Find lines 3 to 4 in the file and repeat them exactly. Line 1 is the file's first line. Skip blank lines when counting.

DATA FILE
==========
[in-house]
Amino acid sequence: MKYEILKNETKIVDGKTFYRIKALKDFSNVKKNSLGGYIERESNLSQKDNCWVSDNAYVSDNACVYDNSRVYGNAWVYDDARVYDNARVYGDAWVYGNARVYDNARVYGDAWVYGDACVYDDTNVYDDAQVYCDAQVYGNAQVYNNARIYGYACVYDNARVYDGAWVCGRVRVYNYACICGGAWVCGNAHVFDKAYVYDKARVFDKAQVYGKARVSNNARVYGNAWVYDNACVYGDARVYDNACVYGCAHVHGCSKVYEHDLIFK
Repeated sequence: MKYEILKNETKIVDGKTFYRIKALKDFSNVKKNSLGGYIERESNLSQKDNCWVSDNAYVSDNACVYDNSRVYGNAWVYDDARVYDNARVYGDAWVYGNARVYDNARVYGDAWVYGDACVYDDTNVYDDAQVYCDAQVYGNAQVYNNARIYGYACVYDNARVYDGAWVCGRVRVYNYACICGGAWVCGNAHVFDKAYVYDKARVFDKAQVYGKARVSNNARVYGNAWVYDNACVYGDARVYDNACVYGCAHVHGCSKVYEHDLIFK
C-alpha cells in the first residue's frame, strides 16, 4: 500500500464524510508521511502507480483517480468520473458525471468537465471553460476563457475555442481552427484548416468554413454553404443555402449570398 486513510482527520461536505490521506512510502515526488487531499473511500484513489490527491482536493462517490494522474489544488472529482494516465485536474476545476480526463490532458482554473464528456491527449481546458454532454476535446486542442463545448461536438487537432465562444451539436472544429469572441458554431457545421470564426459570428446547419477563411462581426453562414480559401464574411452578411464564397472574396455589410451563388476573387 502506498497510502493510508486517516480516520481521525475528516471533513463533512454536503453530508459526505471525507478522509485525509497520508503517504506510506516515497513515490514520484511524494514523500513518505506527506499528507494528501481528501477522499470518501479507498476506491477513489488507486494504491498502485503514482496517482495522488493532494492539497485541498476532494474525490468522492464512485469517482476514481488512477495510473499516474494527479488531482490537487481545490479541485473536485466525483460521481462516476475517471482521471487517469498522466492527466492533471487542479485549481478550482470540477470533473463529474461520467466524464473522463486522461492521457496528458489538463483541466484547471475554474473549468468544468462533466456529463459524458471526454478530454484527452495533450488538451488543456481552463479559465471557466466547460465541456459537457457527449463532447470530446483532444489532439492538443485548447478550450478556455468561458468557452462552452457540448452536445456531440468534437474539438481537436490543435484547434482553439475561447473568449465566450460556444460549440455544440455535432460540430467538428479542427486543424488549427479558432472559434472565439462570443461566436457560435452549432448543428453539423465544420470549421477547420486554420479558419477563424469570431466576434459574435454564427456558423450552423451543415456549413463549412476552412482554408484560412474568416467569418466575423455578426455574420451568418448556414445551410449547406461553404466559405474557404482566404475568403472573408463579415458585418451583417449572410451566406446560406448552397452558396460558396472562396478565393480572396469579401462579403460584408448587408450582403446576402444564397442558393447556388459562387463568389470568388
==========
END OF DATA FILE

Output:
Repeated sequence: MKYEILKNETKIVDGKTFYRIKALKDFSNVKKNSLGGYIERESNLSQKDNCWVSDNAYVSDNACVYDNSRVYGNAWVYDDARVYDNARVYGDAWVYGNARVYDNARVYGDAWVYGDACVYDDTNVYDDAQVYCDAQVYGNAQVYNNARIYGYACVYDNARVYDGAWVCGRVRVYNYACICGGAWVCGNAHVFDKAYVYDKARVFDKAQVYGKARVSNNARVYGNAWVYDNACVYGDARVYDNACVYGCAHVHGCSKVYEHDLIFK
C-alpha cells in the first residue's frame, strides 16, 4: 500500500464524510508521511502507480483517480468520473458525471468537465471553460476563457475555442481552427484548416468554413454553404443555402449570398 486513510482527520461536505490521506512510502515526488487531499473511500484513489490527491482536493462517490494522474489544488472529482494516465485536474476545476480526463490532458482554473464528456491527449481546458454532454476535446486542442463545448461536438487537432465562444451539436472544429469572441458554431457545421470564426459570428446547419477563411462581426453562414480559401464574411452578411464564397472574396455589410451563388476573387 502506498497510502493510508486517516480516520481521525475528516471533513463533512454536503453530508459526505471525507478522509485525509497520508503517504506510506516515497513515490514520484511524494514523500513518505506527506499528507494528501481528501477522499470518501479507498476506491477513489488507486494504491498502485503514482496517482495522488493532494492539497485541498476532494474525490468522492464512485469517482476514481488512477495510473499516474494527479488531482490537487481545490479541485473536485466525483460521481462516476475517471482521471487517469498522466492527466492533471487542479485549481478550482470540477470533473463529474461520467466524464473522463486522461492521457496528458489538463483541466484547471475554474473549468468544468462533466456529463459524458471526454478530454484527452495533450488538451488543456481552463479559465471557466466547460465541456459537457457527449463532447470530446483532444489532439492538443485548447478550450478556455468561458468557452462552452457540448452536445456531440468534437474539438481537436490543435484547434482553439475561447473568449465566450460556444460549440455544440455535432460540430467538428479542427486543424488549427479558432472559434472565439462570443461566436457560435452549432448543428453539423465544420470549421477547420486554420479558419477563424469570431466576434459574435454564427456558423450552423451543415456549413463549412476552412482554408484560412474568416467569418466575423455578426455574420451568418448556414445551410449547406461553404466559405474557404482566404475568403472573408463579415458585418451583417449572410451566406446560406448552397452558396460558396472562396478565393480572396469579401462579403460584408448587408450582403446576402444564397442558393447556388459562387463568389470568388